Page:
Senator Bennet’s Conservation Leadership

April 10, 2017
Senator Bennet has been making news lately with several bills and actions. Read more below. Bennet Statement on President’s Anti-Climate Executive Order Colorado U.S. Senator Michael Bennet today released the following statement in response to President Trump’s Executive Order that attempts to reverse multiple major U.S. initiatives to combat climate change. “This anti-climate Executive Order is a direct assault on the health of our children and clean energy economy,” Bennet said. “President Trump’s decision to rewrite the Clean Power Plan could jeopardize thousands of new jobs and billions to our economy, and produce a confusing patchwork of state laws for American businesses. It also could prevent the EPA from regulating clean air and water, sacrificing a rigorous scientific process in the name of ideology. Instead of leading the fight against climate change and transition to clean energy, this Administration has abandoned it.”  “Despite this disturbing action, Colorado will continue to lead the nation by growing its clean energy economy and meeting its target under the Clean Power Plan,” Bennet continued.  “I’ll continue to work across the aisle to combat climate change for our businesses, our children’s health, and the future of our planet.” Read the full letter here. Bennet Announces Second Round of Colorado Farm Bill Listening Sessions Colorado U.S. Senator Michael Bennet today announced the next round of Farm Bill listening sessions with his staff, which will be held in April in the San Luis Valley, Western Colorado, and the Denver area. Bennet is partnering with local producers and agricultural organizations to hold more than two dozen staff-led listening sessions across the state in advance of his work on the next Farm Bill. Bennet will be in Hotchkiss on April 12th. 1:30 – 3pm Delicious Orchards 39126 Highway 133, Hotchkiss, CO 81419 RSVP HERE Bennet Introduces Bill to Permanently Authorize, Fully Fund Land and Water Conservation Fund Colorado U.S. Senator Michael Bennet joined a bipartisan group of Senators to introduce legislation that permanently authorizes and fully funds the Land and Water Conservation Fund (LWCF), which conserves and promotes access to America’s parks, rivers, forests, and public lands. “Access to Colorado’s open spaces is critical to our thriving outdoor recreation economy,” Bennet said. “The LWCF has supported hundreds of projects across Colorado, from protecting the Ophir Valley to expanding and improving the Animas River Trail to providing Denver kids with outdoor educational opportunities in their own neighborhoods. Its permanent reauthorization and full funding would ensure that these widely-supported projects continue in the future.” Read full bill here Bennet Reintroduces Thompson Divide Protection Bill Colorado U.S. Senator Michael Bennet today introduced the Thompson Divide Withdrawal and Protection Act of 2017 to protect more than 172,000 acres in the Thompson Divide and adjacent areas from the possibility of future leasing, while providing compensation for Thompson Divide leaseholders. “The bill reflects the voices of those who live, work, and recreate in the Thompson Divide area,”Bennet said. “We’ve taken great steps by working with these communities to reach a final resolution for long-term certainty and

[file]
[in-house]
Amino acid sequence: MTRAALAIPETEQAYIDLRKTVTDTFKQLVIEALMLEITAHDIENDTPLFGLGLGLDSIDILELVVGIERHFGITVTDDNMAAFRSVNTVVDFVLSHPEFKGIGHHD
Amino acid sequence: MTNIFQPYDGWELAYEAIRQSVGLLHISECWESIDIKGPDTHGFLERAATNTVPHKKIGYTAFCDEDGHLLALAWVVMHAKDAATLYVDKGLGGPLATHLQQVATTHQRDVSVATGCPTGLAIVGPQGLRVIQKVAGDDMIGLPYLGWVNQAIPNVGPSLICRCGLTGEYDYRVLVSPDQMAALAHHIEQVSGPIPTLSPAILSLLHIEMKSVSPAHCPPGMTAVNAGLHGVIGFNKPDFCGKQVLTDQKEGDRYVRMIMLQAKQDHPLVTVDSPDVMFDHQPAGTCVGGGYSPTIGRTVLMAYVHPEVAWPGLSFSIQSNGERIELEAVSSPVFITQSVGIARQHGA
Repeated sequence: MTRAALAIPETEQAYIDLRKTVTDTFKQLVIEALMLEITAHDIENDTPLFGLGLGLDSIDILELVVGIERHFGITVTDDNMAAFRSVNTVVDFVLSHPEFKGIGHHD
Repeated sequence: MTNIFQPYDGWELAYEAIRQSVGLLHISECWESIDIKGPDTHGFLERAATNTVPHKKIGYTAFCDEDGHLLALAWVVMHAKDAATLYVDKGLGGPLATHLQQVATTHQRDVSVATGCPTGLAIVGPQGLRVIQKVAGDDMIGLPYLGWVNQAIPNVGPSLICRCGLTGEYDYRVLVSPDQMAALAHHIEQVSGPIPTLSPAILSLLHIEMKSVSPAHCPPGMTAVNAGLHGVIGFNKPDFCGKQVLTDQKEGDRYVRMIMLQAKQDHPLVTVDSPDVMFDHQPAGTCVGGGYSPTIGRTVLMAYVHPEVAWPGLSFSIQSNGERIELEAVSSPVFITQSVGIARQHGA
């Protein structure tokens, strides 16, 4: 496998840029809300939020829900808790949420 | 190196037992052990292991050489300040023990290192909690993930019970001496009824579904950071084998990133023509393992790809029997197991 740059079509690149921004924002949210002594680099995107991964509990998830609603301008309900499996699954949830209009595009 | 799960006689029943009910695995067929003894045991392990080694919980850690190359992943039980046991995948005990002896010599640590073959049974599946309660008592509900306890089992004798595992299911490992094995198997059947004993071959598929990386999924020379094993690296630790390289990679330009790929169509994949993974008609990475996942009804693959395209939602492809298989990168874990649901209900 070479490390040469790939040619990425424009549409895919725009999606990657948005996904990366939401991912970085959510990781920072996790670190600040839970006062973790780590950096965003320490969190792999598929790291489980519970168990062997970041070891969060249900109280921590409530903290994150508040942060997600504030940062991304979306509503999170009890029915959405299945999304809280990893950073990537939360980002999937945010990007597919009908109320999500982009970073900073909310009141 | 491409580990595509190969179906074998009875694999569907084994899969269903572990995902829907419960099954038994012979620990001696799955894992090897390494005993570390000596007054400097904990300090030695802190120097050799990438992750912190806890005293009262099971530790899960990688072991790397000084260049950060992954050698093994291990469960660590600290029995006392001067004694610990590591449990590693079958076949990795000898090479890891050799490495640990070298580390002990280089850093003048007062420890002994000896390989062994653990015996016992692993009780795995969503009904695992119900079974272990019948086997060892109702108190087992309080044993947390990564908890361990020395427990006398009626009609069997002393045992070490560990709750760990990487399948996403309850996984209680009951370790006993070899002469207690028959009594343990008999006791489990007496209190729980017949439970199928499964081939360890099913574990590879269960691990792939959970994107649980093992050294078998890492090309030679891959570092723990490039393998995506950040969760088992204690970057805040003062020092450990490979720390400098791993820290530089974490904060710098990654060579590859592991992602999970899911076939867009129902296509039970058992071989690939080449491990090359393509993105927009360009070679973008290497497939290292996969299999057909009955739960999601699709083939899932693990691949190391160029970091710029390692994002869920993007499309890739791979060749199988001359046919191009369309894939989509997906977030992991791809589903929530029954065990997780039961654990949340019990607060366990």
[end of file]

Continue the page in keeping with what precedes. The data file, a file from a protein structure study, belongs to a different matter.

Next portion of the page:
6th Annual Conservation Days at the Paonia River Park

April 10, 2017
We are gearing up for the Western Slope Conservation Center’s 6th Annual Conservation Days. Conservation Days provides an opportunity for Delta County 4th graders to experience outdoor and conservation education at the Paonia River Park. WSCC ensures that the event comes at no cost to the schools or kids. Partners from the BLM, US Forest Service, Audubon Society, SEI, and more set up unique education stations through which kids rotate and learn about various aspects of conservation and outdoor safety. This year’s event is on Thursday, April 27th and Friday, April 28th. Our generous Conservation Days sponsors are: Kampe Foundation, DMEA, Alpine Bank, First Colorado National Bank, Paonia Realty, Double J Disposal, and Redwood Arms Motel.